The Funny Thing About Alzheimer’s…

The funny thing about Alzheimer’s….

Okay, I know there is nothing funny about Alzheimer’s, as anyone dealing with this affliction can attest, but in hindsight, I’ve been able to lighten up my memories of watching my dad suffer through it. I deal with difficult situations with humor, which usually causes me to say the wrong thing when trying to raise someone’s spirits. These good intentions often are not so well-received. For me though, humor is the best defense mechanism.

Yesterday marked the five year anniversary of losing my father. For the last six months of his battle, my husband and I moved in with my parents to help my mom with the caregiver duties. Being so close to the situation was stressful, overwhelming and sometimes scary, but now when we think of my dad, we often laugh at some of the things he did and said during that time.

Like putting butter on his salad.

And putting salad dressing on his steak.

And talking to the stuffed animals my mom kept in the living room. One day he had moved the chairs and tables around so that they could all have a little party.

At the time, these things were worrisome and weird, but now, they are kind of funny.

One morning was particularly frightening for the husband. I was at work and my mom had gone mall walking. She had left dad a note in dad’s cereal dish telling him that she would be back soon, but since he had no idea what that note said, he was crashing around the house, swinging his cane around, and swearing (which he never did) about “Where the f@$% is everybody?!” The husband was in the shower, not sure when or if dad would come busting through the door and think he was an intruder. Visions of being beaten to death by the cane of his father-in-law, coupled with being the only one home and not really knowing how to deal with dad when he was like this was terrifying. Fortunately, my mom came home minutes later and was able to calm him down.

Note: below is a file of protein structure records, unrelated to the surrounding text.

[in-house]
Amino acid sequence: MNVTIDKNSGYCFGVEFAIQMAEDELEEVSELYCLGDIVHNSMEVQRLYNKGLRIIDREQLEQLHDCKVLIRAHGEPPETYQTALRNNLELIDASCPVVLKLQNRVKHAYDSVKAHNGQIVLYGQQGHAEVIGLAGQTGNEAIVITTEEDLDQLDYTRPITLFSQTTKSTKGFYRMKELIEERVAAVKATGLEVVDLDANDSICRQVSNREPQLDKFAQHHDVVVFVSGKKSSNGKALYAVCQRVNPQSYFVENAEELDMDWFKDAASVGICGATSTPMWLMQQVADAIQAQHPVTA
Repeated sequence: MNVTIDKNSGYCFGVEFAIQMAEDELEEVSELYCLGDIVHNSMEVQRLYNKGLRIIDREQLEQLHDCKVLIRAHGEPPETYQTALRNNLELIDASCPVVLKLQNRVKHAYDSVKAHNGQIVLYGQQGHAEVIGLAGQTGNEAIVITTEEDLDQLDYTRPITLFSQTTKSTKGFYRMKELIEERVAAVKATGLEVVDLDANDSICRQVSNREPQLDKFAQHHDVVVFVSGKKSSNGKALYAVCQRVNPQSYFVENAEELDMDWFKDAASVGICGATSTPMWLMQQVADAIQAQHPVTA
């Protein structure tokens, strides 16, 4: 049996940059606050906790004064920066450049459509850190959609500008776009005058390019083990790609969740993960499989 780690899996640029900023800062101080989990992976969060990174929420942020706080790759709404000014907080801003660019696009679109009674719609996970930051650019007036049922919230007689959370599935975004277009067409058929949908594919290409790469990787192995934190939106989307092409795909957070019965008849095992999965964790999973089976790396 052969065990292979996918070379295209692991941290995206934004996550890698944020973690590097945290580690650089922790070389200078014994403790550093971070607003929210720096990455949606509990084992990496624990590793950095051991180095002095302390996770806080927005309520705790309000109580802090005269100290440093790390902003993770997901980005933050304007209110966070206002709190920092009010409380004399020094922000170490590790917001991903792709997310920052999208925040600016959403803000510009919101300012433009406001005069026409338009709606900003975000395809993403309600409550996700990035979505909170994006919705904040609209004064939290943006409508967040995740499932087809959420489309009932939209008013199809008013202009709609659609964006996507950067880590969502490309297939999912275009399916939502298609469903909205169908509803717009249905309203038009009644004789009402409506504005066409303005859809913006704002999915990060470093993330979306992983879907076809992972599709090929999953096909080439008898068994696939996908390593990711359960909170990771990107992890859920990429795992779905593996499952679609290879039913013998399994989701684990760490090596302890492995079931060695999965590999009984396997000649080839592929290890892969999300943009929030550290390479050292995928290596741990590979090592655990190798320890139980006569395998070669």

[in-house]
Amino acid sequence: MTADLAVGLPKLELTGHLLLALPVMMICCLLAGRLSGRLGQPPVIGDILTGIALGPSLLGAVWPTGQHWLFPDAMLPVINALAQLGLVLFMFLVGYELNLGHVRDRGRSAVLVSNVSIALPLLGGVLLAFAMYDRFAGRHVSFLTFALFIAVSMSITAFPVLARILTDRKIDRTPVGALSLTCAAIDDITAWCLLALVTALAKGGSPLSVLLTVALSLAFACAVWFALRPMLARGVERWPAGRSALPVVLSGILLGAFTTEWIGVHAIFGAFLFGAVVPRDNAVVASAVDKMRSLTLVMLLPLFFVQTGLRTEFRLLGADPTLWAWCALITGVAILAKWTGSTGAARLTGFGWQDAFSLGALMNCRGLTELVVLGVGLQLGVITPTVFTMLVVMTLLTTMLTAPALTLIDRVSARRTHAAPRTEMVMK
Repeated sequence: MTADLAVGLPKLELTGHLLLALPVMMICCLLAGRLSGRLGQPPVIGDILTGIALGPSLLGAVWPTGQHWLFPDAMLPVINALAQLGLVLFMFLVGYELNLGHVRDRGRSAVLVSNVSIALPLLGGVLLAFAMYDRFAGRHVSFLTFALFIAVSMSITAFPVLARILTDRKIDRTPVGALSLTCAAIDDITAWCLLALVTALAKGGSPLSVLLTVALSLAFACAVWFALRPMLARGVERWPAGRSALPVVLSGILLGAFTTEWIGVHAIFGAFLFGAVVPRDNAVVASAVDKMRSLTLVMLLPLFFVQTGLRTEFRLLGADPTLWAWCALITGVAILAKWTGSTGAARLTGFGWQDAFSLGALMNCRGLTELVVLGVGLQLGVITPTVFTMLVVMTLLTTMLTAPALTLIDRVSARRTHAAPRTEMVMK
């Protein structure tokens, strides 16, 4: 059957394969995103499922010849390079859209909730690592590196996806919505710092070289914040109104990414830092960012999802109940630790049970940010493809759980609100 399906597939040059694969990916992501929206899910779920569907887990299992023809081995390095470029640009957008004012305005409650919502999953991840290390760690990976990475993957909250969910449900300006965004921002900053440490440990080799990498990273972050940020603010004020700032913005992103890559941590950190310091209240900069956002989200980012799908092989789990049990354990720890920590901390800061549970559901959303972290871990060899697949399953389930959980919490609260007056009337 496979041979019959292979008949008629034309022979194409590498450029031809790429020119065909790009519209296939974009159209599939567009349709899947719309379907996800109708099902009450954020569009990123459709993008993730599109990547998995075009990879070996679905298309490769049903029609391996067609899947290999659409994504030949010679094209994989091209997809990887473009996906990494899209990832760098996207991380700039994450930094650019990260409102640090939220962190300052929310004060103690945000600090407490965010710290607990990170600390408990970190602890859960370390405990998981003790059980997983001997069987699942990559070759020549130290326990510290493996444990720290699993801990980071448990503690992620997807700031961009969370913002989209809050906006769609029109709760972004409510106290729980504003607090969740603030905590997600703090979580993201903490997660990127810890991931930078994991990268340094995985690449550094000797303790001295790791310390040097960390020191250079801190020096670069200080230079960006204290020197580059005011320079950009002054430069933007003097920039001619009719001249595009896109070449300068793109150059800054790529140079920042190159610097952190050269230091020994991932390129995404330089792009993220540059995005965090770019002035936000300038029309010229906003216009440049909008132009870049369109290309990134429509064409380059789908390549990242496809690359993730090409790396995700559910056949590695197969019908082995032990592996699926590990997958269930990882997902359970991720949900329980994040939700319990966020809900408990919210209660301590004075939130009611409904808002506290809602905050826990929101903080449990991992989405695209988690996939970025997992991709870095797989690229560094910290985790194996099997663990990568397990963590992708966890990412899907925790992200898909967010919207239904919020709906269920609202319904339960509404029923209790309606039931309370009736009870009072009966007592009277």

Nothing funny there, right? You would think so, until we were in the car later that day and heard the song “Rock You Like A HurriCANE” by the Scorpions. And just like that, dad had a new nickname, and we were laughing like hyenas. Since then, he was ‘The Hurricane’, and now we think of him every time we hear that song.

Those of you who have had a parent with Alzheimer’s are familiar with the fact that they keep trying to escape. They want to go home, which they think is the house they grew up in. At this point, they have forgotten the recent years of their life, and think it is 20 or 40 years ago. So since dad had gotten out a couple of times and tried to walk from East Hartford to Wethersfield where he grew up, we had to hang some jingle bells on the front door. It was interesting to see when we noticed him planning his escape. He would sit quietly in the living room for hours until the second my mother would go downstairs to put the laundry in the dryer. As soon as she was out of earshot, he would tiptoe to the door and try to open it without anyone hearing him. We would hear just one little tinkle of the bells and we would jump to our feet and race downstairs before he could get too far. For a guy with two paralyzed feet and a cane, he could move pretty quickly when he wanted to. I once caught him at the end of the driveway, and had to try to coax him in by telling him the Yankees were on. “They might be on, but they’re not doing anything for me”, he grumbled as he begrudgingly followed me into the house. He didn’t know who I was, but he came back inside anyway. To him, we were his jailers, forcing him to stay somewhere, when all he wanted to do was go home.

Okay, that story didn’t have a funny part, but if you think about it, if they don’t find a cure soon, in 20 years, there will be jingle bells on every door. People will be fitted with tracking devices on their 65th birthdays so that in the probable event that they get Alzheimer’s, they can be tracked. (Call it Alz-Jack, maybe?) We may even have to adopt the nametag policy from that Seinfeld episode, since so many of us will have the disease that we will need to be re-introduced to everyone on a daily basis. And inside all of our clothes will be tags that say, “If found, please return to ___________.”

(Hmmm, I see the makings of a sci-fi novel here…..I’ll never get around to writing it, so feel free to run with that if you’d like. Just mention me in the credits.)